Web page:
Whether you are making slight course corrections or taking your company through a radical overhaul, the strength of your culture will be integral to your company’s ability to recover from the change, and then flourish.

Your cultural principles need to remain solid regardless of how much uncertainty is orbiting the company. And a strong culture comes back to strong communication. You need to start by building a team of excellent communicators, who then facilitate an open dialogue with employees at every level of the company.

“Any company is only as good as the employees,” Zettel says. “So developing a good culture begins with assembling the right team. There is never really a point of perfection, but as long as the majority of the employees understand the vision, understand the purpose of the company, and you are fair and respectful of them, and understand the important role they play in making the company, it all starts there.”

You can state the foundational principles of a culture in verbal or written form, but your culture really starts with your actions. If you want employees to embrace teamwork, innovation, high ethical standards and efficiency, you need to demonstrate those traits from the top.

If you can put those cultural wheels in motion when times are fair and stable, there is a much better chance that the momentum will continue when things are murky and less stable.

“Your employees develop confidence in you based on your actions,” Zettel says. “That’s where culture starts — with an attitude that shows everyone in the organization that we’re in this together, and we’re ultimately going to succeed together. But it absolutely needs to start with you, with your words and actions. There is nothing worse as a leader than to not live up to your words. You are probably better off just being silent than to say you’re going to do something and not live up to it.”

It’s a concept Zettel had to put into practice last year when, as part of refocusing the company’s direction in response to the down economy, he and the team needed to suspend some employee benefits.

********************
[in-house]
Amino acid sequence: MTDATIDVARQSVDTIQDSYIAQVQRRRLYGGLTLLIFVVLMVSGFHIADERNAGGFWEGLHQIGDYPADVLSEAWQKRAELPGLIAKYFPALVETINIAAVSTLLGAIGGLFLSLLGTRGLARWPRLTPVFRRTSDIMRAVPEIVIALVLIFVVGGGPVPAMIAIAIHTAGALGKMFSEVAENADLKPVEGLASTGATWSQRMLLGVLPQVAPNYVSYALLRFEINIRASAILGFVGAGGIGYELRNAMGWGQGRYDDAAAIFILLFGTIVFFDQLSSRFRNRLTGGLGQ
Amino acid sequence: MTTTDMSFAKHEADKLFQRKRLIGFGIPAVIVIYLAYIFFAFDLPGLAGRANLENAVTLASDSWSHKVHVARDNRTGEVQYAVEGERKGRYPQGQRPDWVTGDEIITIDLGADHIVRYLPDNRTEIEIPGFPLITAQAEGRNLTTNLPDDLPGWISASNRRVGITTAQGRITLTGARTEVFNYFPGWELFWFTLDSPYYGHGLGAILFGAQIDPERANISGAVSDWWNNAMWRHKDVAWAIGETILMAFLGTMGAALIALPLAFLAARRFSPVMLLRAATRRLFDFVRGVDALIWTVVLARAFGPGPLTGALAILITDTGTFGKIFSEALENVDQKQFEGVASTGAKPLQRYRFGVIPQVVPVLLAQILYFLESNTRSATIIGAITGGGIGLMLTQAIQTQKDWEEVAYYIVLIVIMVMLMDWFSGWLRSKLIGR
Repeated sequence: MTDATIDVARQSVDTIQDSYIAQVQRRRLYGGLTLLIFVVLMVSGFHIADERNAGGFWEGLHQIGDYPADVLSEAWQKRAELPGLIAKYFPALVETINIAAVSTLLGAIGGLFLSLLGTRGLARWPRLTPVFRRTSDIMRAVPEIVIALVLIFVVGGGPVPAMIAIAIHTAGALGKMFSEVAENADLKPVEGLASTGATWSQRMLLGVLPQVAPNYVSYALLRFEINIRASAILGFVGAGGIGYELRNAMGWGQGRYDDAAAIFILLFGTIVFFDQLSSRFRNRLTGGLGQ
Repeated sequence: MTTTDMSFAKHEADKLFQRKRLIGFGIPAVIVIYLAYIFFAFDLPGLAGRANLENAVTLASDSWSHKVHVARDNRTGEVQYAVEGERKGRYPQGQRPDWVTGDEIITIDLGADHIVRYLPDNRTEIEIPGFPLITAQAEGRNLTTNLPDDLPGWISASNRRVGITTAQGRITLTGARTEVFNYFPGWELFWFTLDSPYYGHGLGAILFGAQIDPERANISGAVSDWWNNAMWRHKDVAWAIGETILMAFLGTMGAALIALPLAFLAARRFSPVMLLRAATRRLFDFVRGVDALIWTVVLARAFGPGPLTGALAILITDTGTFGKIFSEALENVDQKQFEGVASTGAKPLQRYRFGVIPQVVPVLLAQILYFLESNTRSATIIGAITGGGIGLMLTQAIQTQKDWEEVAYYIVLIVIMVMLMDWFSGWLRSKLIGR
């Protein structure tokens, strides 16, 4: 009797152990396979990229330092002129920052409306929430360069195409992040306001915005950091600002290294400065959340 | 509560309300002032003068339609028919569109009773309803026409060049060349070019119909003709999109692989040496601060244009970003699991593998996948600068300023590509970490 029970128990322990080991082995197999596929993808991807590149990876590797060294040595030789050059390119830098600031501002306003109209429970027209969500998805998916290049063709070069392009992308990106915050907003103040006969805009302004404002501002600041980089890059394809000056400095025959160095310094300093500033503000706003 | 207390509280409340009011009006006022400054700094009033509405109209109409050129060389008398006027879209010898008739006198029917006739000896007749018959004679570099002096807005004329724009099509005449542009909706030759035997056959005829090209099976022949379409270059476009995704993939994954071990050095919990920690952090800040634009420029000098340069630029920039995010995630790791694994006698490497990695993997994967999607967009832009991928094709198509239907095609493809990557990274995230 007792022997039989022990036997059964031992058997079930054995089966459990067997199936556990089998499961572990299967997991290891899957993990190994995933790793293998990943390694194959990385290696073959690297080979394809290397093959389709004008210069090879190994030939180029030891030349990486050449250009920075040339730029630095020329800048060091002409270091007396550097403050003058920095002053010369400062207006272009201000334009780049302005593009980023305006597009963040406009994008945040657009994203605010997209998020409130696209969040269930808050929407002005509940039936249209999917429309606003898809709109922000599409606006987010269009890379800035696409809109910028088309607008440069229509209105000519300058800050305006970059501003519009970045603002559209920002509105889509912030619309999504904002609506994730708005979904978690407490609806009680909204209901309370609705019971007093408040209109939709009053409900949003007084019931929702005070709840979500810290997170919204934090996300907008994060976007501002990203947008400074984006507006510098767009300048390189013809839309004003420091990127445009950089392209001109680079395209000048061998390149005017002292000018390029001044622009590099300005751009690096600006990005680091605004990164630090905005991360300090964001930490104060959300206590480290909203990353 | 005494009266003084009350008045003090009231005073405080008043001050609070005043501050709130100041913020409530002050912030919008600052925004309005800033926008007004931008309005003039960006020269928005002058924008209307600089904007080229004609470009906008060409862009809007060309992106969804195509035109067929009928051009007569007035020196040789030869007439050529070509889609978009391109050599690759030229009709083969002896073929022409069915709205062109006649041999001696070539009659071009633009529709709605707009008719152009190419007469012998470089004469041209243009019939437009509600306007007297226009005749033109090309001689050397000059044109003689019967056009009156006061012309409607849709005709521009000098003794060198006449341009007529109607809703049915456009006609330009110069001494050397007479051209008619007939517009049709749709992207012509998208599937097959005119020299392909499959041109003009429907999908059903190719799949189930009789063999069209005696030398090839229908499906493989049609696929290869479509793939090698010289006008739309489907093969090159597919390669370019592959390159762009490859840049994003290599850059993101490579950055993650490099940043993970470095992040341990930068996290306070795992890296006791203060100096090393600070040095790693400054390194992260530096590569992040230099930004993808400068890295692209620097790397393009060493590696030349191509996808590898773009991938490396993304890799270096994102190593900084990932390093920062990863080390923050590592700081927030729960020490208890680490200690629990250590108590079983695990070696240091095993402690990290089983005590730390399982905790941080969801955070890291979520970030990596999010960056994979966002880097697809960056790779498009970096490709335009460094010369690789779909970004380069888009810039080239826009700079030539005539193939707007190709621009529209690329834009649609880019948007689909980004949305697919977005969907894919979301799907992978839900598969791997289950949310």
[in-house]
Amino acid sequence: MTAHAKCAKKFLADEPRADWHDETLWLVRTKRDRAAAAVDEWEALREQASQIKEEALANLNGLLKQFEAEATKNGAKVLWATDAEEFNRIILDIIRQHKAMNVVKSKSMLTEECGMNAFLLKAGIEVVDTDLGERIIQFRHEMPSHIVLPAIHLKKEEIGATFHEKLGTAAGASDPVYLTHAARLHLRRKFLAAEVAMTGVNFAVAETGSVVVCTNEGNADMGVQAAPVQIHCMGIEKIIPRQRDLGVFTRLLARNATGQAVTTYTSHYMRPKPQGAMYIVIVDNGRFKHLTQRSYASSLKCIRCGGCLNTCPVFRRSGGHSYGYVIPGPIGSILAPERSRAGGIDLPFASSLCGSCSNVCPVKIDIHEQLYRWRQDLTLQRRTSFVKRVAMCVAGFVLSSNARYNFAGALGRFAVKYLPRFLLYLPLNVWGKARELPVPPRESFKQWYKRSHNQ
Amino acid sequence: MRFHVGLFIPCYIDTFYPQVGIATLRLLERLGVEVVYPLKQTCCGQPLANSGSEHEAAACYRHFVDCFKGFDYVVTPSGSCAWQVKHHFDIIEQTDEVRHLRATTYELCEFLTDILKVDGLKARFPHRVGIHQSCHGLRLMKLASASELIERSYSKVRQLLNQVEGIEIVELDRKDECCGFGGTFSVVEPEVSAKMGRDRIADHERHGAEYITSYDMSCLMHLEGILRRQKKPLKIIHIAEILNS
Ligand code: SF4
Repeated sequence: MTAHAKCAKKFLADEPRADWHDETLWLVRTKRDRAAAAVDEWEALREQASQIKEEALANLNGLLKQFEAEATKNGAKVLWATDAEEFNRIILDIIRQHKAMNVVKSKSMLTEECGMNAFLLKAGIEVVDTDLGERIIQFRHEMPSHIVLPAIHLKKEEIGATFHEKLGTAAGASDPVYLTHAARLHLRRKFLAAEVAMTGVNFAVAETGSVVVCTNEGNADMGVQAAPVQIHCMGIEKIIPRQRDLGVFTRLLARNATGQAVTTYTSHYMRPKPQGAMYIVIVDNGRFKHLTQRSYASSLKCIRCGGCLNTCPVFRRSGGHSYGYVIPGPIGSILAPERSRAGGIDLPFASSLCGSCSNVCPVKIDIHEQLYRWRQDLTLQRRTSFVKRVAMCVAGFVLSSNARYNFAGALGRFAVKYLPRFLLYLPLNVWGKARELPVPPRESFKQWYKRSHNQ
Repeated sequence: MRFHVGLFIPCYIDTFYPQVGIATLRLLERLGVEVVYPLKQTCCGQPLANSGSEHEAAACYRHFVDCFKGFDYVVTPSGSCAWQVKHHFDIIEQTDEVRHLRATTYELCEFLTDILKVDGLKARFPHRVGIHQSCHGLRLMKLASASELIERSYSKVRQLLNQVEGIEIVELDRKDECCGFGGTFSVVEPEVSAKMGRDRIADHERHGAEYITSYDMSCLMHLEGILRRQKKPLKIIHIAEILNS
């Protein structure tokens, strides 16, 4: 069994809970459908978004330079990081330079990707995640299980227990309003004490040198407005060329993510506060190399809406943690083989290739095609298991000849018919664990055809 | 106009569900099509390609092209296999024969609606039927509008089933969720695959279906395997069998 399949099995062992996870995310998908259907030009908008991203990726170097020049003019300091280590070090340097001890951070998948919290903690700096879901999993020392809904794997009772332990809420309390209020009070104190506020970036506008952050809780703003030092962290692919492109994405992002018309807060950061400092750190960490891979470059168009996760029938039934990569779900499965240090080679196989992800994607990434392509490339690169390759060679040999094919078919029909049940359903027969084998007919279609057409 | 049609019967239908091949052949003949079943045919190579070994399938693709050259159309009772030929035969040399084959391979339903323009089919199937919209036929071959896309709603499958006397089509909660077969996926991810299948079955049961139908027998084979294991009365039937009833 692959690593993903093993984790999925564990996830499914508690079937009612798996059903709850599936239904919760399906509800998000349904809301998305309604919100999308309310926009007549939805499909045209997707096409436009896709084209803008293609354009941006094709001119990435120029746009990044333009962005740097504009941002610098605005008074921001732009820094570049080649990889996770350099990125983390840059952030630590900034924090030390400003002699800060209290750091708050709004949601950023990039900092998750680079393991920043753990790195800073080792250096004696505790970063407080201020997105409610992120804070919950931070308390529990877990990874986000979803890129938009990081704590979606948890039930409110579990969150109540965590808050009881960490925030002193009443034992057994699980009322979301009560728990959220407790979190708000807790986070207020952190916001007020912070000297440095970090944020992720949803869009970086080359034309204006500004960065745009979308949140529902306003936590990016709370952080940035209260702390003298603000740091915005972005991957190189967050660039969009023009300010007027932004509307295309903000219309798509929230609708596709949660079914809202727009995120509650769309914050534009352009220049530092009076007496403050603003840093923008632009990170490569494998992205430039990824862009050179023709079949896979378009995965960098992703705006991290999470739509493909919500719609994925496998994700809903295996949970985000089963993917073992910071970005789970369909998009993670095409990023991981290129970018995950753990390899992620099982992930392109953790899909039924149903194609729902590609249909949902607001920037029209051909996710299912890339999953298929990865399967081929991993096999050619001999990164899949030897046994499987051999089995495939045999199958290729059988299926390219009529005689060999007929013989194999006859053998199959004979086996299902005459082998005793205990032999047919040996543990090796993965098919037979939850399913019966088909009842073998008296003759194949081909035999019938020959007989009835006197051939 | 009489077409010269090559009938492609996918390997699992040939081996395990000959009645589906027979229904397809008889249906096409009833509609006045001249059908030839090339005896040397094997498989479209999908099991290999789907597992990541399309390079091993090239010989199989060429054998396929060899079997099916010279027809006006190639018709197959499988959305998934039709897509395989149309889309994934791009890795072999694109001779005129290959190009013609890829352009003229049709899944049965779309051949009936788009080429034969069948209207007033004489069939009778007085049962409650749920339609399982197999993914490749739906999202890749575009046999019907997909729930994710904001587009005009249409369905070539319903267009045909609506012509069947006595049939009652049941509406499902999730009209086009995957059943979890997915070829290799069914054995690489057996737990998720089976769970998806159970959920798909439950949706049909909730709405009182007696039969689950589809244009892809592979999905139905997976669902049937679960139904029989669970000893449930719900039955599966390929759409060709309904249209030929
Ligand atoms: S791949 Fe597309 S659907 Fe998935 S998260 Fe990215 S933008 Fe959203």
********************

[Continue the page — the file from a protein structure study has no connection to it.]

“This year, we set as one of our goals to begin restoring some of those benefits,” he says. “So we communicated our vision. Our values and goals were communicated to our employees, and we had to live those goals. As we started to phase those benefits back in, our employees were able to see that we take the goals seriously.”

If your actions follow your words, and your words are straightforward yet compassionate, you will gain more followers and employees who are willing to buy in to your company’s direction. Employees who attain that level of engagement are more likely to take an active role in bringing their ideas to the table. In a challenging economic time, any good idea might be the idea that can help you save money or sharpen your company’s focus.

“It’s very dangerous to be sitting back at headquarters without your field generals giving input,” Zettel says. “You need to stay relevant, and you need employees to realize that their role in the company goes beyond just what it says in their job description.”

At AVI-SPL, concepts and policies flow downward, but ideas flow upward.

“Ideas flow upward through each of our divisions,” Zettel says. “The ones that show promise and merit will be discussed at the executive level, and we’ll meet weekly to discuss how the initiatives are coming along and any new initiatives that we might have to talk about.

“Responsiveness on the part of management is key, be it good or bad. You want to respond to employee ideas and give them feedback. There are ideas I thought were good, but when you explain it to our executive committee, there are still some things that need to be vetted out. When you explain that to the employee, they’re generally very understanding.”

Fostering a culture of teamwork and engagement means a faster reaction speed for your company when problems arise or when an opportunity presents itself.

“Now more than ever, your reaction speed as an organization is critical,” Zettel says. “I don’t think you have to be as crisp or as accurate when times are good. When times get tougher, you need to be on the mark. So it is critical that companies increase their nimbleness, and that all goes back to having your field generals out there, constantly communicating with you about what they’re seeing.”

If you can bring engagement, fiscal responsibility and a culture that stimulates ideas into the picture when times are good, your company can find itself on much firmer ground when times are bad.

It’s an approach that has helped AVI-SPL recover, with a new approach to the market, focused on new technologies. Last year, the company generated $418 million in revenue.

“It’s one of the things we talked about in our executive group in the past year or so,” Zettel says. “We are a big company, we merged and increased our size by about 30 percent, and we can’t do everything. We can’t come up with every single solution to every single problem. That is really where we began the process of empowering employees to recommend solutions. You want to have them involved in the solution, versus just complaining about the situation.”

How to reach: AVI-SPL Inc., (800) 282-6733 or www.avispl.com